Born in Paris, Tanaquil Le Clercq (1929 – 2000) was the daughter of a French intellectual and a society matron from St. Louis, MO. When Tanny was three, they moved to New York where her father Jacques Le Clercq taught romance languages. “Tanny” as she was affectionately called, began ballet training in New York at age five, studying with Mikhail Mordkin. She eventually transitioned to the School of American Ballet, which George Balanchine had founded in 1934. Balanchine discovered Tanny as a student there. He cast her in her first role at the tender age of 15, along with the great prima ballerinas in his company, then called Ballet Society, known today as the New York City Ballet.
Before long, Tanny was dancing solo roles as a member of Ballet Society, never having danced in the corps de ballet. Some of Balanchine’s most memorable ballets were choreographed for Tanny; notably Symphony in C, La Valse and Western Symphony. She was the original Dew Drop in The Nutcracker.
The dancer Jerome Robbins was also fascinated with Tanny. He famously attributed his decision to join the New York City Ballet and work under Balanchine to his enchantment with her unique style of dancing. His fascination with Tanny intensified, and the emerging theater and ballet choreographer was heartbroken when she decided to marry Balanchine in 1952. Robbins still got to work closely with her in the company and he created his radical version of Afternoon of a Faun (1953) for Tanny.
The 1950s was a notable time in the culture of New York City. Creative voices were flocking to the city following the end of World War II, and audiences were seeking out new art forms. But it was also a time fraught by a polio epidemic. Communities were gripped by real and imagined fears as they saw the disease ravage cities and countries across the world. No one was immune, not even the supremely gifted.
In the fall of 1956, The New York City Ballet travelled to Europe on tour. In preparation, dancers were inoculated with the Salk vaccine, which had proven successful in historic trials on children just years before. Sadly, Tanny chose not to take the shot. During the company’s stay on Copenhagen, Tanny collapsed. She was rushed to the hospital and placed in an iron lung, not expected to live. She’d been stricken with polio and severely paralyzed. She would never walk or dance again.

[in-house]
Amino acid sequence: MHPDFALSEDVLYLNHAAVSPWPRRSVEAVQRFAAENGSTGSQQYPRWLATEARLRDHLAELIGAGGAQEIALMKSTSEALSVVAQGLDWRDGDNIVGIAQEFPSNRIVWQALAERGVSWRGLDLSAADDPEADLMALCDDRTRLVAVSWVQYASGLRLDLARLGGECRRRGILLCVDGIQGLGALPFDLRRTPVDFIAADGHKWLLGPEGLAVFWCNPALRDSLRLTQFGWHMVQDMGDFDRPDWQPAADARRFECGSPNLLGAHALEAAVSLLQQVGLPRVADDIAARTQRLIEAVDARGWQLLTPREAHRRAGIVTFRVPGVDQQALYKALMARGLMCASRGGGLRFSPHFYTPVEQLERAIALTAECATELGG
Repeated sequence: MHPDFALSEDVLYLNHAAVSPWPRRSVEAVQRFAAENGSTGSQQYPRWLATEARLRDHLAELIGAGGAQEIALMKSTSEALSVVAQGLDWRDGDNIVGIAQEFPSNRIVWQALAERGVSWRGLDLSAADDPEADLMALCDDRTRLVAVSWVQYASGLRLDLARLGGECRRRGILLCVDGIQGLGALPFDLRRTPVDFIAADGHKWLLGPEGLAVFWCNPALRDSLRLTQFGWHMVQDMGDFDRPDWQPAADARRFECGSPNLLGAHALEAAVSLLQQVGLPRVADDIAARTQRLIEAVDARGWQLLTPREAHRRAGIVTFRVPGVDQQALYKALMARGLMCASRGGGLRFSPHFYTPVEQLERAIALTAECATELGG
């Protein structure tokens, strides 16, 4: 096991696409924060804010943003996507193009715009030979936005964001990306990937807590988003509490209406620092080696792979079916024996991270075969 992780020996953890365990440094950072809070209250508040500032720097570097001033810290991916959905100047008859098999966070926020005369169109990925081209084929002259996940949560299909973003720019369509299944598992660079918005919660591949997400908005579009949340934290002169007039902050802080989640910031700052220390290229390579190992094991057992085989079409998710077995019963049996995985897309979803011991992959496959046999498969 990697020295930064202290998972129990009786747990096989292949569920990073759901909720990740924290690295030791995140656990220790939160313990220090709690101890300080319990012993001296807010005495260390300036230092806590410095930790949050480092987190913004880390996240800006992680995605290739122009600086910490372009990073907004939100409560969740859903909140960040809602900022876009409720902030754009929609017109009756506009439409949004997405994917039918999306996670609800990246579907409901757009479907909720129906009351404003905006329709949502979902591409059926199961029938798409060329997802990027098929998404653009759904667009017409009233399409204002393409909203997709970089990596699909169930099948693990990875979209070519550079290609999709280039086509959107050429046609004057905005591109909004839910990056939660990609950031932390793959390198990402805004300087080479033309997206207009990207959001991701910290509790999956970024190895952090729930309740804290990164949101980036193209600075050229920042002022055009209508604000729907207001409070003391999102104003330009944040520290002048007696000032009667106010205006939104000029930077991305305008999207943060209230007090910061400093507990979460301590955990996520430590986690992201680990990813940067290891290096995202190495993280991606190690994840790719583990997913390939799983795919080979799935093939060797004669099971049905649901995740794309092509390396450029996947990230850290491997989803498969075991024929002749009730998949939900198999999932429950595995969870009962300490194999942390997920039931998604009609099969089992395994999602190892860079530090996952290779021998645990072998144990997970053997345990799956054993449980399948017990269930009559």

Tanny spent six months in a Danish Hospital renowned for its work on Infantile Paralysis. Balanchine took a leave from New York City Ballet to help with her treatment, and Robbins wrote her passionate letters. Six months later, Tanny was moved to Warm Springs, GA, to the country’s pre-imminent treatment center. George Balanchine continued to nurse her, creating movements to help her regain control of her muscles. Jerome Robbins visited her and took the most enduring photographs of her to date.
But eventually, both men had to accept what Tanny already knew. She would never dance again. George Balanchine divorced Tanny in 1969. Jerome Robbins went on to work on stage and in film.
Tanny soldiered on as a living legend until her death in 2000. During that time she taught at Arthur Mitchell’s Dance Theatre of Harlem, though she primarily lived a private life attending the ballet on occasion. Although Tanny’s career was cut short, she will always be remembered in the ballets that were created for her – Western Symphony, La Valse, Metamorphosis, and Afternoon of a Faun.
Her life after dance is the story of universal hope and of a strong woman emboldened by inner strength and love of life. Dancers learn to live in the moment; they know their careers will not last long. Tanny’s resiliency is a product of her life as a dancer and the enduring power of the human spirit.